|Matthew Henry's Concise Commentary|
5:15-21 Another remedy against sin, is care, or caution, it being impossible else to maintain purity of heart and life. Time is a talent given us by God, and it is misspent and lost when not employed according to his design. If we have lost our time heretofore, we must double our diligence for the future. Of that time which thousands on a dying bed would gladly redeem at the price of the whole world, how little do men think, and to what trifles they daily sacrifice it! People are very apt to complain of bad times; it were well if that stirred them more to redeem time. Be not unwise. Ignorance of our duty, and neglect of our souls, show the greatest folly. Drunkenness is a sin that never goes alone, but carries men into other evils; it is a sin very provoking to God. The drunkard holds out to his family and to the world the sad spectacle of a sinner hardened beyond what is common, and hastening to perdition. When afflicted or weary, let us not seek to raise our spirits by strong drink, which is hateful and hurtful, and only ends in making sorrows more felt. But by fervent prayer let us seek to be filled with the Spirit, and to avoid whatever may grieve our gracious Comforter. All God's people have reason to sing for joy. Though we are not always singing, we should be always giving thanks; we should never want disposition for this duty, as we never want matter for it, through the whole course of our lives. Always, even in trials and afflictions, and for all things; being satisfied of their loving intent, and good tendency. God keeps believers from sinning against him, and engages them to submit one to another in all he has commanded, to promote his glory, and to fulfil their duties to each other.
Verse 21. - Subjecting yourselves one to another in the fear of Christ. The last of the participial exhortations depending on the general exhortation of ver. 15 to walk strictly, Most commentators connect it with the three immediately preceding participles (speaking, singing, giving thanks), but are unable to find a link of connection. Better connect with ver. 15. Mutual subjection is part of a wise, circumspect walk, i.e. mutual recognition of each other's rights and of our obligations to serve them. In some sense we are all servants, i.e. we are bound to serve others; the very father is, in this sense, servant of his child. So in the Christian Church we are all in a sense servants ("By love serve one another," Galatians 5:15; comp. Matthew 20:26-28; John 13:15, 16). This view is in harmony with the humble spirit of the gospel. Pride leads us to demand rigorously from others what we fancy they owe to us; humility, to give to others what Christ teaches that we owe to them. The one feeling is to be discouraged, the other exercised and strengthened. In the verses following we have this precept split up into its constituent filaments. The reading of R.V., "in the fear of Christ," has more authority than A.V., "in the fear of God." It brings to our mind the wonderful example of Christ in this clement of character (comp. Luke 2:51; Hebrews 5:8). Reverential regard for him should inspire us with the same spirit (Philippians 2:5-8).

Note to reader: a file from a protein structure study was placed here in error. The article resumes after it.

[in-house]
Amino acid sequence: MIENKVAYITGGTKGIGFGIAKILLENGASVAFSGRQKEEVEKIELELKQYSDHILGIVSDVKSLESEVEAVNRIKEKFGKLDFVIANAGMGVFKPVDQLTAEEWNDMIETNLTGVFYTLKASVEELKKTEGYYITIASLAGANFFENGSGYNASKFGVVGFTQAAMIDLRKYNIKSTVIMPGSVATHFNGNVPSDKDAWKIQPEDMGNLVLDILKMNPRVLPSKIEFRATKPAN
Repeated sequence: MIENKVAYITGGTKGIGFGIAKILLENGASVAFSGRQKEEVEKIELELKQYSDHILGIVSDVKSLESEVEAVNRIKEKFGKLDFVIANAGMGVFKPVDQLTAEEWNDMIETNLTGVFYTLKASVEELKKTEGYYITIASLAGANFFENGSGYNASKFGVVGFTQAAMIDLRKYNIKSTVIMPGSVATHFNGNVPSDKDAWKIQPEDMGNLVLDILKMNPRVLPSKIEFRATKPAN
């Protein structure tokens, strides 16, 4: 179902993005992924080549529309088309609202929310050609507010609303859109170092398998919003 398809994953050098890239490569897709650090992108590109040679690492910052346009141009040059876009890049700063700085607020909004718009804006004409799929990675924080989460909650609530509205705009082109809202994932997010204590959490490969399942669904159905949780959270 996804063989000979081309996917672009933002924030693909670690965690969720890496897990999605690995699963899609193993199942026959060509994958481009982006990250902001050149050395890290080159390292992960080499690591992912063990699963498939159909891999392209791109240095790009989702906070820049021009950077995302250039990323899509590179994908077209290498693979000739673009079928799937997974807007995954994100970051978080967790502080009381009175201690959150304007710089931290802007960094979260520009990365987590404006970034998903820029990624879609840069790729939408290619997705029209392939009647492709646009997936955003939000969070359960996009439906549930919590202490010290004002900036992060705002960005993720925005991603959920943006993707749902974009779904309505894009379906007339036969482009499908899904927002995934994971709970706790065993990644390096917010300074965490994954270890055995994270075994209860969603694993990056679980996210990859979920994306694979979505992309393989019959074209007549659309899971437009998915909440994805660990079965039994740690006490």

Gill's Exposition of the Entire Bible
Submitting yourselves one to another,.... Which may be understood either in a political sense, of giving honour, obedience, and tribute, to civil magistrates, since they are set up by God for the good of men, and it is for the credit of religion for the saints to submit to them; or in an economical sense; thus the wife should be subject to the husband, children to their parents, and servants to their masters, which several things are afterwards insisted on, as explanative of this rule; or in an ecclesiastic sense, so the Ethiopic version renders it, "subject yourselves to your brethren": thus members of churches should be subject to their pastors, not in the same sense as they are to Christ, the head, nor are they obliged to believe or do everything they say, right or wrong; yet honour and esteem are due to them, and submission and obedience should be yielded to their doctrines, precepts, and exhortations, when they are agreeably to the word of God; since God has set them in the highest place in the church, called them to the highest service, and most honourable work, and bestowed on them the greatest gifts; the younger members should also submit to the elder, and the minority to the majority; one member should submit to another, to the superior judgment of another, and to the weakness of another, and to the admonitions of others, and so as to perform all offices of love: and the manner in which this duty is to be performed, is
in the fear of God; which may be considered as the moving cause of submission, or, as the rule of it; submission should be on account of the fear of God, and so far as is consistent with it; and indeed, the fear of God is that which should influence and engage to every duty; and which should be before our eyes, and in exercise in our hearts, in all concerns, civil and religious: the Alexandrian copy and some others, the Complutensian edition, and the Vulgate Latin and Ethiopic versions read, "in the fear of Christ"; who is the head of the church, and King of saints, and as such to be feared and reverenced; and for his sake there should be a submission to one another; the Syriac version reads, in the love of Christ, which should constrain the saints to this duty.
Ephesians 5:21 Parallel Commentaries
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